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the 3 terminal codes are the right ones to get the hashes. if you verify the hashes with them it is impossible for 1 hash to match and the others not to. 2.they didn't match because i used the md5 checking code correct but for the other two i used: sha1sum dev/cdrom and sha256sum dev/cdrom. I checked the dvd again with the correct terminal commands and ...


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If sparse files are ok for you (e.g. you want to create an image in order to populate it with a file system), they are created in no time at all 100GB take 3 milliseconds: # time dd if=/dev/zero of=tmptst.dat bs=1G seek=100 count=0 0+0 records in 0+0 records out 0 bytes (0 B) copied, 0,00037726 s, 0,0 kB/s real 0m0.003s user 0m0.000s sys 0m0.002s ...


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tail uses inotify which does not work with overlayfs See this bug report and this discussion. @Xen2050 pointed out the ---disable-inotify switch to tail See this workaround You could use apt-src to install the coreutils source, and recompile tail with -UHAVE_INOTIFY


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Fantastic question! I've already added: alias grey-grep="GREP_COLOR='1;30' grep --color=always" alias red-grep="GREP_COLOR='1;31' grep --color=always" alias green-grep="GREP_COLOR='1;32' grep --color=always" alias yellow-grep="GREP_COLOR='1;33' grep --color=always" alias blue-grep="GREP_COLOR='1;34' grep --color=always" alias magenta-grep="GREP_COLOR='1;35' ...


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On the terminal type: sudo service lightdm restart


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This is bad, but if you want to do it go to a terminal and.. sudo visudo Add this where username is your username. Then save/exit. username ALL=(root) NOPASSWD: /usr/share/terminator


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It sounds like you are opening a terminal with admin rights, instead of a standard terminal. You should only use this if you need to perform tasks that require this level of privilige, e.g. installing or updating software. If you can't find the regular terminal from the menu, then pressing CTRL + ALT + T will give you a terminal with your normal user ...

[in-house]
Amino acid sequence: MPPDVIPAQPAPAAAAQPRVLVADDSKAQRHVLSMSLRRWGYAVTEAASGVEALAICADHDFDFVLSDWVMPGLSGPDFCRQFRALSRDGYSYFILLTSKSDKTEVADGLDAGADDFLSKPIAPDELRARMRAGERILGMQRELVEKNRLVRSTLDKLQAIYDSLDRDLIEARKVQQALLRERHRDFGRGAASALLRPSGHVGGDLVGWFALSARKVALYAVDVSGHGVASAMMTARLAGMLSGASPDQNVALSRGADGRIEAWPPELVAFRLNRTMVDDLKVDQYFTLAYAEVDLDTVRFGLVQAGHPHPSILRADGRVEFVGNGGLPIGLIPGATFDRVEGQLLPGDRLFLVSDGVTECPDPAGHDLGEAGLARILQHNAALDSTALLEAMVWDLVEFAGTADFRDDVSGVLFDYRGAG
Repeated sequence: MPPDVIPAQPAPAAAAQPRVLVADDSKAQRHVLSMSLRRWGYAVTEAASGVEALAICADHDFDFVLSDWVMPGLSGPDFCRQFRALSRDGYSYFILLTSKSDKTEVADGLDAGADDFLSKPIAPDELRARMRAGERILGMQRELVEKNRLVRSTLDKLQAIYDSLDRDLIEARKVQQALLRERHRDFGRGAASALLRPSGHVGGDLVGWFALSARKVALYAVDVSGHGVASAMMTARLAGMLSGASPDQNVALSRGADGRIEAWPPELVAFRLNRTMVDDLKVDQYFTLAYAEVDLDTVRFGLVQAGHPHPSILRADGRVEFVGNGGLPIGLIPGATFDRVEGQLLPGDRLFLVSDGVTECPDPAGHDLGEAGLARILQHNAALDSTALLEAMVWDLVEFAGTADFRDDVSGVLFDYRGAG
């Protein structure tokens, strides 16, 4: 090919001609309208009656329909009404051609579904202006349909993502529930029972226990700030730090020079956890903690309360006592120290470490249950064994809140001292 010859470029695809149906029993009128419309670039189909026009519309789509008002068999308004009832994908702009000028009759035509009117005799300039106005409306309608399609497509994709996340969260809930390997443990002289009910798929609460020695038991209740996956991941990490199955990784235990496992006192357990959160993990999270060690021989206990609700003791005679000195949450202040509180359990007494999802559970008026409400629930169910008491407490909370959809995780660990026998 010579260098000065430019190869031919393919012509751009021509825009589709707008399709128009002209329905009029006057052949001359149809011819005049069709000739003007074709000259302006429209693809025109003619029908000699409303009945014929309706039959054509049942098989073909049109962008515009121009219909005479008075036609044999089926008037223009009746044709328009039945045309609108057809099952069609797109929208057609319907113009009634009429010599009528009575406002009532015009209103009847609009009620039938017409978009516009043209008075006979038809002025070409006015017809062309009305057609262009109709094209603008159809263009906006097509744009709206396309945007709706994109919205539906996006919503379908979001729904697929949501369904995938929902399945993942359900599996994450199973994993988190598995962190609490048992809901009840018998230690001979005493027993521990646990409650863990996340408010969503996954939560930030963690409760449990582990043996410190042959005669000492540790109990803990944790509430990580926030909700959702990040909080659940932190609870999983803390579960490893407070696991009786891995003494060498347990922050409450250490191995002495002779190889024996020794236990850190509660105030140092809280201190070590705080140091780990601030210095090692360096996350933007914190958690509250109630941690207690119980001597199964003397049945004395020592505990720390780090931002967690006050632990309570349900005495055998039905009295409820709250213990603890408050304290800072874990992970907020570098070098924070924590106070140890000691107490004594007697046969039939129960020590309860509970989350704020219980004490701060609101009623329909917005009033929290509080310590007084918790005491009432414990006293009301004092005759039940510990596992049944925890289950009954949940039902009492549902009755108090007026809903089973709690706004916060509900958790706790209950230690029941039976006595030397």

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Write a shell script that initiates your Python script and add that SHELL script in start-up program list for starting it automatically every time you reboot. Shell Script: Execute a python program from within a shell script. One more helpful Link : How to run the Python program in the background in Ubuntu machine? To run it every time on reboot : How to ...


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Of course it should be possible :) Open the Terminal and execute the following command to disable it: dconf write /org/gnome/settings-daemon/peripherals/keyboard/repeat false If you want to set it to default value, use reset option as following: dconf reset /org/gnome/settings-daemon/peripherals/keyboard/repeat From man dconf: dconf write KEY VALUE ...


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First of all Quantal is an end of life Ubuntu release and not supported now, So upgrade your system into any supported release . And solution for this problem is already discusseed here, but putting a / after ubuntu in the gazebo-latest.list (i.e deb http://packages.osrfoundation.org/gazebo/ubuntu/ quantal main) should also work. (Note: you will still get ...


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the problem with the command cp -a /path/from /path/to is that it will do a recursive copy which means it will copy the source directory (in your case "/path/from") and everything beneath it. what you want is a command to recursively copy the "21-01-2015" directory within "from". The command you should be using is: cp -a /path/from/21-01-2015 /path/to ...


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You can try this command: cp -a from/$(ls from | grep ^[0-9][0-9]) to/


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cp -a /path/from/* /path/to will copy the contents of /path/from, not the directory if you have other files/dirs in /path/from, and only want to copy the one, you'll have to come up with a pattern to match it.


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Other users would need to open their own session. Then, each user can move around each window or split, on a per session basis. For navigation hot keys, see the help page with Shift-F1: F2 Create a new window Shift-F2 Create a horizontal split Ctrl-F2 Create a vertical split ...


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You should clean out your byobu configuration directory. It will be recreated on the next startup. rm -rf ~/.byobu Full disclosure: I am the author and maintainer of Byobu.


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I just ran into the same problem (actually on Cent OS via VirtualBox) and the problem was permissions related. I had a shared directory with my local machine (a Mac on OSX Mavericks), attempted a cp and it balked on Protocol error. In my local machine I changed the owner of the directory to the regular user (me) (from root) and the group to something more ...


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This solution works flawlessly OK. So building up on my previous answer, here is a solution that works right out of the box without any hassle. First, install this plugin in Vuze: Azureus HTML WebUI Now, go to your browser and open http://localhost:6886/. This is a web UI for controlling your Vuze. Here, you can see that to pause/resume downloads, you ...


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Using lsof <file> seems to work too. For example, if I have synaptic running (live): $ sudo lsof /var/lib/dpkg/lock lsof: WARNING: can't stat() tmpfs file system /cow Output information may be incomplete. lsof: WARNING: can't stat() fuse.gvfsd-fuse file system /run/user/999/gvfs Output information may be incomplete. COMMAND PID USER ...